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World T20: Bowlers turning a corner after bumpy ride

After repeated failures in the South Africa and New Zealand series and even during the Asia Cup, India bowlers had come in for criticism. But the two matches at the Sher-e Bangla National stadium have seen the bowlers turn a new leaf.

india Updated: Mar 27, 2014 00:29 IST
Nilankur Das

India play all their group league matches in the late evening slot. It is an advantage to a certain extent, but bringing in the maximum revenue to the ICC coffers, it hardly makes sense not to let them play during prime time. The conditions drastically change here depending on the timing of the match. And playing the second match of the day means the wicket has already lost its freshness and it gets considerably slower till the late evening dew sets and helps the ball come on to the bat a touch better.

In both matches, skipper Mahendra Singh Dhoni had won the toss and opted to bowl first. This ensured the bowlers got the best conditions to exploit. Under the lights, the ball does a bit initially and there is seam movement. There is also some spongy bounce and lateral movement for spinners.

Back in groove
After repeated failures in the South Africa and New Zealand series and even during the Asia Cup, India bowlers had come in for criticism not just from outside but also from the captain, who harped on how they failed to apply their mind.

But the two matches at the Sher-e Bangla National stadium here have seen the bowlers turn a new leaf. Bhuvneshwar Kumar had bowled 16 dot balls in his three overs against the West Indies pair of Chris Gayle and Dwayne Smith, giving away just three runs in the Powerplay.

Letting it rip
Leg spinner Amit Mishra, back in the team after long periods in oblivion, has picked up back-to-back Man-of-the-Match awards, not afraid to give the ball air and getting the ball to turn square. R Ashwin has regained confidence in the T20 format that had catapulted him to limelight, his round the wicket off break with an occasional carom ball or leg-break sneaked in has kept batsmen guessing and hesitant to give him the charge. Ravindra Jadeja has managed to capitalise on the pressure created by his teammates and has picked up wickets when batsmen have tried to score quickly off him. Even Suresh Raina has been handy with his wicket to wicket off-spin.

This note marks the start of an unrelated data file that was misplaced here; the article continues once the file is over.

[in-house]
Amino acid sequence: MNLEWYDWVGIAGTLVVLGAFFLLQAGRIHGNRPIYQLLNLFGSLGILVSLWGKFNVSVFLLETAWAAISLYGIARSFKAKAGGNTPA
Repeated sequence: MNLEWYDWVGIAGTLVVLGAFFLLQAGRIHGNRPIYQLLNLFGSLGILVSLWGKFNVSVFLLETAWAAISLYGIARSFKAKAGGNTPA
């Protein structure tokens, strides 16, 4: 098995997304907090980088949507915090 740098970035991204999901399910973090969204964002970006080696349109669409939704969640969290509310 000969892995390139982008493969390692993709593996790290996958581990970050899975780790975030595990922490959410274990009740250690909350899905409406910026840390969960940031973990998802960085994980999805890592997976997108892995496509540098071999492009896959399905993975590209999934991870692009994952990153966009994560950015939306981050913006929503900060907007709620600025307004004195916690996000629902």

"As far as bowling is concerned, I am really happy how they have performed. Yes, there is a bit of help for them but at the same time you need to execute your plans well," Dhoni said. "I was really happy our spinners along with part-timers and the fast bowlers have done really well. Still, there's a long way to go in the tournament, there are two matches left in the league."

West Indies skipper Darren Sammy acknowledged that it was the Indian bowlers who took the match away. "I guess India just bowled well. Normally, whether you bat or bowl first, the start is very important and in the games we have played, we have got good starts from Chris and Smith at the top. In this game, we didn't get the best of games, both bowling and batting, and we were always behind India. If you let a spinner settle, he will get his line and length and variation of his pace. In both games, they settled into a nice rhythm. They are controlling the pace of the innings from there," Sammy said.